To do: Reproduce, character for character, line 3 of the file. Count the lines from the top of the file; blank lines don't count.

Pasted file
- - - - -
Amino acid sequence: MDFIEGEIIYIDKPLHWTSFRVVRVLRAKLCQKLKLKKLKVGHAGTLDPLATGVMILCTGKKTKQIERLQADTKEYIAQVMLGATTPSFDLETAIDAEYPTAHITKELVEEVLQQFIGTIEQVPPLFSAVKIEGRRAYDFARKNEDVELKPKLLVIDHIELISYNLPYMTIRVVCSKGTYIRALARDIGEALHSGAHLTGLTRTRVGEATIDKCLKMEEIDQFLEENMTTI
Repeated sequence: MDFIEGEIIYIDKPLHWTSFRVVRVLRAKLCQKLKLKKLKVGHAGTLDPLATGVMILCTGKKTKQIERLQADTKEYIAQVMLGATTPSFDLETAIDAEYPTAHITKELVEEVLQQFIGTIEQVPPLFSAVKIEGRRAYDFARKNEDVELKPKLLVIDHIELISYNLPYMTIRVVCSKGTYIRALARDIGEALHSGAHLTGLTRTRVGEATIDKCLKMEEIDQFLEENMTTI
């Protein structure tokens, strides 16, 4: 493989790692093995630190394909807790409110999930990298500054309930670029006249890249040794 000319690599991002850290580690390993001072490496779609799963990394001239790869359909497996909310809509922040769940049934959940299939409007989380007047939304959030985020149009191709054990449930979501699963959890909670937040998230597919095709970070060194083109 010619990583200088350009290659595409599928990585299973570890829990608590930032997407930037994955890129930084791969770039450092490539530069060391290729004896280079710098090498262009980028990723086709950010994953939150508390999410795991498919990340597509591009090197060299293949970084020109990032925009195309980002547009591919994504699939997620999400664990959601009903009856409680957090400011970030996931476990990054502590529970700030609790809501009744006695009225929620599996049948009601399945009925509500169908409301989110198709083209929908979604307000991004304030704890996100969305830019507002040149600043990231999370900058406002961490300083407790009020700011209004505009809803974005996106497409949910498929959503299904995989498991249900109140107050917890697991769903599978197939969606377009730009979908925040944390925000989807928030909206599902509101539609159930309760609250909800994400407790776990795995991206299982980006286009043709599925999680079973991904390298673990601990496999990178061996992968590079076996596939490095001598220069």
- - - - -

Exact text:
């Protein structure tokens, strides 16, 4: 493989790692093995630190394909807790409110999930990298500054309930670029006249890249040794 000319690599991002850290580690390993001072490496779609799963990394001239790869359909497996909310809509922040769940049934959940299939409007989380007047939304959030985020149009191709054990449930979501699963959890909670937040998230597919095709970070060194083109 010619990583200088350009290659595409599928990585299973570890829990608590930032997407930037994955890129930084791969770039450092490539530069060391290729004896280079710098090498262009980028990723086709950010994953939150508390999410795991498919990340597509591009090197060299293949970084020109990032925009195309980002547009591919994504699939997620999400664990959601009903009856409680957090400011970030996931476990990054502590529970700030609790809501009744006695009225929620599996049948009601399945009925509500169908409301989110198709083209929908979604307000991004304030704890996100969305830019507002040149600043990231999370900058406002961490300083407790009020700011209004505009809803974005996106497409949910498929959503299904995989498991249900109140107050917890697991769903599978197939969606377009730009979908925040944390925000989807928030909206599902509101539609159930309760609250909800994400407790776990795995991206299982980006286009043709599925999680079973991904390298673990601990496999990178061996992968590079076996596939490095001598220069």